In a time when we need to stay strong and support each other, we at Whitcombe HR thought it might be helpful to put some guidance together regarding every day areas of our lives that may be affected.
Three-month mortgage payment holidays are available for those who are struggling. If keeping up with your bills and food on the table may be a challenge, speak to your bank. On Tuesday 17 March, banks agreed with the Chancellor that they will offer ‘forbearance’ (tolerance and help) on mortgages. This means they all should offer those struggling a three-month ‘holiday’, allowing customers a temporary break from having to make mortgage payments during this time. This shouldn’t affect your credit score because it would be agreed in advance. It’s not just mortgages – many banks will help those struggling to repay personal loans.
At time of writing the following statement is waiting to be passed by the government, ‘Private tenants will not be evicted from their homes for at least three months even if struggling with their rent under emergency coronavirus legislation announced by the housing secretary.’ If you rent your home and are struggling to keep up with payments due to coronavirus-related difficulties, you should speak to your landlord as soon as possible to work out a plan.
Consumer charity Citizens Advice has called for the Government to amend housing legislation to stop tenants being evicted if they fall into arrears due to coronavirus-related issues.
Most banks and card firms told us they will allow emergency credit limit increases (but be careful), while some will offer repayment holidays and a few will waive fees for missed payments. If your debts are on credit cards it’s worth speaking to all lenders and asking what help they can give you – far better that than to miss payments without permission.
The NHS is now asking anyone with a high temperature or cough – or living with someone with a high temperature or cough – to ‘self-isolate’. If you need to take time off work due to becoming unwell from coronavirus, you’ll be entitled to your usual sick leave and sick pay.
If you’re self-isolating on Government advice, and would usually qualify for it, you should be entitled to statutory sick pay which currently stands at £94.25 a week – you must be employed and earn an average of at least £118 a week to be entitled to it.
The Government confirmed last week that statutory sick pay will be payable from day one, not day four if Covid-19 related.
If your child’s school has closed due to coronavirus fears, or your child or another dependant has become unwell or needs to go into self-isolation, you should be able to take time off work to look after them. ACAS says that by law, employees have the right to take a reasonable amount of time off work to help someone who depends on them in an unexpected event, though you don’t have a legal right to be paid for this time.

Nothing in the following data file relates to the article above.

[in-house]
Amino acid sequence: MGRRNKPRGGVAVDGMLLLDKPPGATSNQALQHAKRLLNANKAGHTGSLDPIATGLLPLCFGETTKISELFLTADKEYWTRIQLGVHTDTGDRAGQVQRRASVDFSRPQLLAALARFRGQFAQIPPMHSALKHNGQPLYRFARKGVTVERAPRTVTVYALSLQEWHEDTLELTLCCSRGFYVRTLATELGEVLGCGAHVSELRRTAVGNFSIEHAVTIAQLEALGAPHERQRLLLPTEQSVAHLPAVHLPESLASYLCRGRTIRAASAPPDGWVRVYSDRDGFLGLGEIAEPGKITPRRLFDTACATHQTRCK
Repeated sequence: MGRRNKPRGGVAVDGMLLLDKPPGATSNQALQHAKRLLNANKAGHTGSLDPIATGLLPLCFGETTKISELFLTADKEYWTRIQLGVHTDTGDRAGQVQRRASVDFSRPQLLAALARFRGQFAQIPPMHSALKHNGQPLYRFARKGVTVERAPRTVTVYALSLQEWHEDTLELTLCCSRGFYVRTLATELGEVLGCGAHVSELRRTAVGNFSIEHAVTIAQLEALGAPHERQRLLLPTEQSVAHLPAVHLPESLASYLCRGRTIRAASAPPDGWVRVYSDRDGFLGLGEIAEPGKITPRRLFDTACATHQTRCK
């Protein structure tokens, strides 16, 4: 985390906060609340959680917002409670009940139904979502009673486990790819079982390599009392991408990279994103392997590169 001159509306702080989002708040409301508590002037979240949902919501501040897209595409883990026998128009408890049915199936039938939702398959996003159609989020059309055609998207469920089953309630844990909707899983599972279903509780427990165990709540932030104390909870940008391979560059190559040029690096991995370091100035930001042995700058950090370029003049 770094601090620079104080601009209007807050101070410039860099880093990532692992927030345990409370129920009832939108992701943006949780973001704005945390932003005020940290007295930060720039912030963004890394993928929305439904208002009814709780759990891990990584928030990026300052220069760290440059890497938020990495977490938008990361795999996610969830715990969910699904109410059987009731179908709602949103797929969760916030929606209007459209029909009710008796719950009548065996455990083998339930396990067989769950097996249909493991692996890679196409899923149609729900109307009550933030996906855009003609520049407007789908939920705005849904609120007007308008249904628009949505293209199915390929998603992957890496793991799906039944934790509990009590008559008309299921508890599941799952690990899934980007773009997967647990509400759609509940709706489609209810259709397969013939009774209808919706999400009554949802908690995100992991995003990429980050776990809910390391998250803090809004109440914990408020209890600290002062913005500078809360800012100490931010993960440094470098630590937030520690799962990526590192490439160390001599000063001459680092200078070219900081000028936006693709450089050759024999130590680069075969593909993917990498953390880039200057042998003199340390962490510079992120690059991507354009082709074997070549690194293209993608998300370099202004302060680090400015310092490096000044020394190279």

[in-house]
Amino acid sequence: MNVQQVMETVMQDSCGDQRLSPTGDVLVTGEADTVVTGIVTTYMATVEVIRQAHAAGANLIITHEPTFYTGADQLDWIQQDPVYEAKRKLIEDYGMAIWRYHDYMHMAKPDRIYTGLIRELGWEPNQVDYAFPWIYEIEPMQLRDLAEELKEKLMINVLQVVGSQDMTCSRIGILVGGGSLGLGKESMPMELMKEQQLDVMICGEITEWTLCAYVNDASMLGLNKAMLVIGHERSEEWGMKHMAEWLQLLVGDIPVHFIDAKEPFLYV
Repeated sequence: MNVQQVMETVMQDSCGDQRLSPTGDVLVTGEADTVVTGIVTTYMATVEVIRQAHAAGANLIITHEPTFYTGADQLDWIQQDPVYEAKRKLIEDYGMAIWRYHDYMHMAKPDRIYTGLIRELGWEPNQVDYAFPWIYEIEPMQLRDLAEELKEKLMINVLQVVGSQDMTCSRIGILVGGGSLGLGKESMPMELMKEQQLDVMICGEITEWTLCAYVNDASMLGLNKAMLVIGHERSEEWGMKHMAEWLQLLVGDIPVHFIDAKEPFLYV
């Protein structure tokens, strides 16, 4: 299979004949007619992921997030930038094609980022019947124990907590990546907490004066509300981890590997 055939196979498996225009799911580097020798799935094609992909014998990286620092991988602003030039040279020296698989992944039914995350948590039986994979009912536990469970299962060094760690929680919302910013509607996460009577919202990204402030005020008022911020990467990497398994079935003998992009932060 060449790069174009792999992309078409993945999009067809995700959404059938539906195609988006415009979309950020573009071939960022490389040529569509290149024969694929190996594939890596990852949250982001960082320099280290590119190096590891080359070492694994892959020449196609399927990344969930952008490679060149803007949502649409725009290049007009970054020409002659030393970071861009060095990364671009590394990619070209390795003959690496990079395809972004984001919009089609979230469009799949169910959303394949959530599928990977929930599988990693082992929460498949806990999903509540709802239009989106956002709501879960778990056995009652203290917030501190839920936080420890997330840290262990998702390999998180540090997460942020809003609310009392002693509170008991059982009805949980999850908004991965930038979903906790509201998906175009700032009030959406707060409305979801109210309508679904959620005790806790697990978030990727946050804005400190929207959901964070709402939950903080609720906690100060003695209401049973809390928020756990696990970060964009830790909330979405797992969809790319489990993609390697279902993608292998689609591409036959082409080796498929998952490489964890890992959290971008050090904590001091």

However, some employers may offer paid time off in this situation depending on your contract or your workplace’s policy. You may also be able to book the time off as holiday if you need to spend a longer period away from work – it’s best to speak to your employer directly to find out your options.
If you are made redundant, it’s vital to know your rights and get a survival plan in place. This could include sorting your finances and making a debt audit, and making sure you’re receiving all the help you’re entitled to.
If you’re on a zero hours contract, you can get statutory sick pay if you’re earning over £118/week. Yet you can’t get statutory sick pay if you’re self-employed – though if you have to take time off work and don’t get paid while you’re off, you might be entitled to claim benefits. If you’re not claiming any benefits you might be entitled to claim Employment and Support Allowance (ESA) or Universal Credit to top up your income. Some changes are being made to these benefits in response to the coronavirus pandemic.
The Government has said that emergency service workers will no longer be supplied for mass gatherings – essentially cancelling all major UK events. However even before that announcement earlier this week many events had been cancelled. If you’ve bought a ticket for an event which has been cancelled, you should usually get a refund, though double-check the terms and conditions.
Travel Season Tickets
Got a train season ticket? You can get a partial refund for a small admin fee. With offices shutting, more and more commuters are finding themselves having paid for season tickets they are not using. You won’t be able to get a refund for a temporary period – say if you’re unable to travel for the next six weeks – but the good news is that depending how long you have left on them, season tickets are generally refundable. Contact whoever you bought the season ticket from – usually the train firm – to check how much you can get back.
With working from home becoming more commonplace, events being cancelled and people being asked to self-isolate if they experience symptoms, the way people go about their lives is changing. So, you may no longer need or want goods and services you have subscribed to and are paying for – gym memberships and TV subscriptions are just a couple of examples. Whether you’ll get your money back will depend on the specific circumstances and you should check with the supplier.